body’s ability to correct itself. I am encouraging
you to trust in the body of humanity to correct
itself too. It really is no different.
As always, these newsletters give me great insight,
so thank you for supplying us with it!
I just thought I’d give you some feedback about the
chronic fatigue client I posed a question about in
an earlier newsletter.
I treated the person before the newsletter reached
me, so didn’t have the added help from your
insights. I had been treating this woman for other
things for a while, when the time came to deal with
the chronic fatigue directly. In the space of only
3 weeks the whole issue seems to have been
It started off with really good communication with
the hypothalamus, pituitary and membranes where
they were able to correct themselves and stay good.
Next week several past life traumas and associated
local restrictions needed to be released after
which chakras 1 and 2 were able to start releasing
their restrictions. The biggest problem was in the
2nd chakra where lots of damage had been done when
the client as a newborn was given drugs to
counteract kidney failure.
Those drugs caused damage to the nervous system,
which lasted for quite a few years. The result was
a very big block in the energy flow in the area.
I’m sure there were other contributing causes for
the chronic fatigue starting up 7 years ago, but it
wasn’t necessary to go into them. After one and a
half sessions over 3 days with work only with the
2nd chakra there was a definite endpoint, where her
whole body came to peace and I got a very strong
communication that that was the end of it.
She didn’t jump up and down like a two-year-old
right away, but has continued to get stronger and
more energetic every week since. She hasn’t had any
relapses since those treatments in November.
A friend of mine suffers really bad migraine and
I’m about to start looking for the reason. I don’t
know if it is always the same thing that is wrong
or if the causes are many and varied. I happened to
be there when my friend got really bad with the
migraine, so I tried to help. Someone else who was
there said migraine comes from the stomach
meridians being blocked and building up too much
pressure, giving pain behind the eyes (linking in
with the light fenomena sufferers experience) and
But when I sat with my sick friend and started to
tune in I got the feeling that that is only the
symptom, that the cause lies elsewhere, and her
pineal gland was very persistently engaging with me
and giving me the idea that the cause may have to
do with the pressure of fluid inside the head.
What is your experience in finding and treating the
cause of it?
Eva Kuhl Bornefelt
Thanks for the feedback Eva. I am glad your
chronic fatigue patient made such a good recovery.
The first thing that stood out to me about your
migraine question is when you said, ‘I’m about to
start looking for the reason.’ I encourage you to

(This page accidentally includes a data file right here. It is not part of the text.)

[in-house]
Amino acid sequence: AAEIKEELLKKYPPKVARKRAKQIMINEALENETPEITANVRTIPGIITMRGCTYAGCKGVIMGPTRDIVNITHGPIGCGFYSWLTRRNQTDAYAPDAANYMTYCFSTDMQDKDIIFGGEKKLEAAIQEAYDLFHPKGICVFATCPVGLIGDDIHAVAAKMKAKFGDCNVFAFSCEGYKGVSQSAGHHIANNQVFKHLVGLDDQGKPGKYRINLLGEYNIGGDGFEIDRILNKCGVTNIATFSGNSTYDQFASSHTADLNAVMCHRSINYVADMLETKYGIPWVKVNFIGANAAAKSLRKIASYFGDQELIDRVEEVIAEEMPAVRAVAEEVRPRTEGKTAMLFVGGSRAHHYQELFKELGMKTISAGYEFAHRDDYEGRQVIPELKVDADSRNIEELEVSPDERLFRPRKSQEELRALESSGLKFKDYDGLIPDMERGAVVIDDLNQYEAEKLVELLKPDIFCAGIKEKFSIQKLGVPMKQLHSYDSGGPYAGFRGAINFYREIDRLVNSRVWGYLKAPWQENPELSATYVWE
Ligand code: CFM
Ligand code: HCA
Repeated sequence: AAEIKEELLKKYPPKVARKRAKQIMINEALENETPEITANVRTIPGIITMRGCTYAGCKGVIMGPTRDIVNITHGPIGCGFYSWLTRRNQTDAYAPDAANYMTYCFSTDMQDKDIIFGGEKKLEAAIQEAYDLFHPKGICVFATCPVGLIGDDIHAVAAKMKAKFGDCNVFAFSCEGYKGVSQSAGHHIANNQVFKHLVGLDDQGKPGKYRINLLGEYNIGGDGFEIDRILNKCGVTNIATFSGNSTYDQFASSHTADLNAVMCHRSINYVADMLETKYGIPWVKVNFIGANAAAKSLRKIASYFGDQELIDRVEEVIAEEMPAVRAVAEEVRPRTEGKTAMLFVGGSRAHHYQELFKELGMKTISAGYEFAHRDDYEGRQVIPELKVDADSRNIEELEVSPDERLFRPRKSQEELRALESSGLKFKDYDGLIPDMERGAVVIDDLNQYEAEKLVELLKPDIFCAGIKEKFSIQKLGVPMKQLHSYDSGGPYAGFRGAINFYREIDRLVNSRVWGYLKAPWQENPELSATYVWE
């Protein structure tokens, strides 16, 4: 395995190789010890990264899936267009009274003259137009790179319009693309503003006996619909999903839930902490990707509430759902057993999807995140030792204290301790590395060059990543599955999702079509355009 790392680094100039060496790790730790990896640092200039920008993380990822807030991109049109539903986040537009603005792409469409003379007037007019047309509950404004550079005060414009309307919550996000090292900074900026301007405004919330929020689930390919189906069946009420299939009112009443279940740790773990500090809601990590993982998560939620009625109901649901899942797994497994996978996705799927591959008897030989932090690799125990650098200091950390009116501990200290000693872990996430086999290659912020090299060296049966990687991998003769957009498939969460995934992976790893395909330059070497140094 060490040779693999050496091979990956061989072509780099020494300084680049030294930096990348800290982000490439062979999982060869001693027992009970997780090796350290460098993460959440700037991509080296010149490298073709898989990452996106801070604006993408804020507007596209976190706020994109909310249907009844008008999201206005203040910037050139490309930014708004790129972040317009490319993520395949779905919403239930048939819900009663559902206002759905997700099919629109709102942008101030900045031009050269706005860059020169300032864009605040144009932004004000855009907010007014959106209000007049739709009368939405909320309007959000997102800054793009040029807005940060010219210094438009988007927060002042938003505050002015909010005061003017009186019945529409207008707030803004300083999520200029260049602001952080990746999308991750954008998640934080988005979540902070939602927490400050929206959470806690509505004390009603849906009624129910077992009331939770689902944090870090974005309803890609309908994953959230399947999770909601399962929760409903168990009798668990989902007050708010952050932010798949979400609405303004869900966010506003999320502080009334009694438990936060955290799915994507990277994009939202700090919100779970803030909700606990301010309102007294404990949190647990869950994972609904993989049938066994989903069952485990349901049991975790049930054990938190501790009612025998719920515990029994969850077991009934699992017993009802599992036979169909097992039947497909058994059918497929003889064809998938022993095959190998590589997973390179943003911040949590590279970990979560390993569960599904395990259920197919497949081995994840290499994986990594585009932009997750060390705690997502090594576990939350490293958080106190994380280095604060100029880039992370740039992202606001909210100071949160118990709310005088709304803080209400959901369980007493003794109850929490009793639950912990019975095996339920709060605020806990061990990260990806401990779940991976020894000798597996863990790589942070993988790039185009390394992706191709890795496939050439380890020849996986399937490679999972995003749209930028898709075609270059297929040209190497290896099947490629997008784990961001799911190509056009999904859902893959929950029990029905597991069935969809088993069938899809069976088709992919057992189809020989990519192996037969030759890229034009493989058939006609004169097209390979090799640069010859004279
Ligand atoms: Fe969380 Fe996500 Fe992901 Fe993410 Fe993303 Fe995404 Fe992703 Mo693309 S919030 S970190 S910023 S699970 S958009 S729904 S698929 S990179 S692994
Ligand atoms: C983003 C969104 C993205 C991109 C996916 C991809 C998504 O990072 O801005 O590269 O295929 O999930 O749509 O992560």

change this approach. I have found it much more
effective to let the reason find you.
Instead of actively looking for the reason,
which is a very active dynamic, I encourage you to
trust the persons system and be available for the
reason to reveal itself to you.
On the nuts and bolts department the pain behind
the eyes can often indicate tentorial tension.
This happens because of the recurrent, meningeal
branch of the mandibular branch of the trigeminal
nerve. It can be referred pain from the tentorium.
If you were being drawn to the pineal gland then
I would go with that. Because you also mentioned a
feeling of pressure I would check the integrity of
the aqueduct of Sylvius. If it is restricted it
can cause back-pressure problems. You can read
about a woman I treated with this very problem
A guy is coming to see me next week to see if I can
help him with his vasectomy pain. Have you had any
experience with this? And if so do you have to
treat it ‘hands on’ so to speak. I’m not
homophobic or anything but I’m really hoping that
you don’t have to.
A hundred cheap jokes swirl around my mind but I
am a bigger man than that and much as I might like
to, I will resist.
Fear not. You can have excellent success
without having to get hands on. A lot of the
problems with vasectomy pain come from trauma
inflicted during the surgery where the surgeon tugs
over zealously on the vas deferens to get it clear
of the scrotum so they can get on with the
When you look at the anatomy of the vas deferens
you will see that it travels from the testes
superiorly into the lower abdomen where it makes a
hairpin bend in the inguinal area before
descending to the prostate.
I have found that the trauma gets stuck in this
bend. Working in the area of this bend is roughly
where you would have your hands when working on the
pelvic diaphragm. You can help whatever
restriction is present to release with this
contact. You can also help any restrictions
further down or in the testes themselves from this
contact using your . . . intention.
So breathe a sigh of relief and be glad you
learned about intention.
So that’s it for this issue.
Cheerio for now.
Till the next time.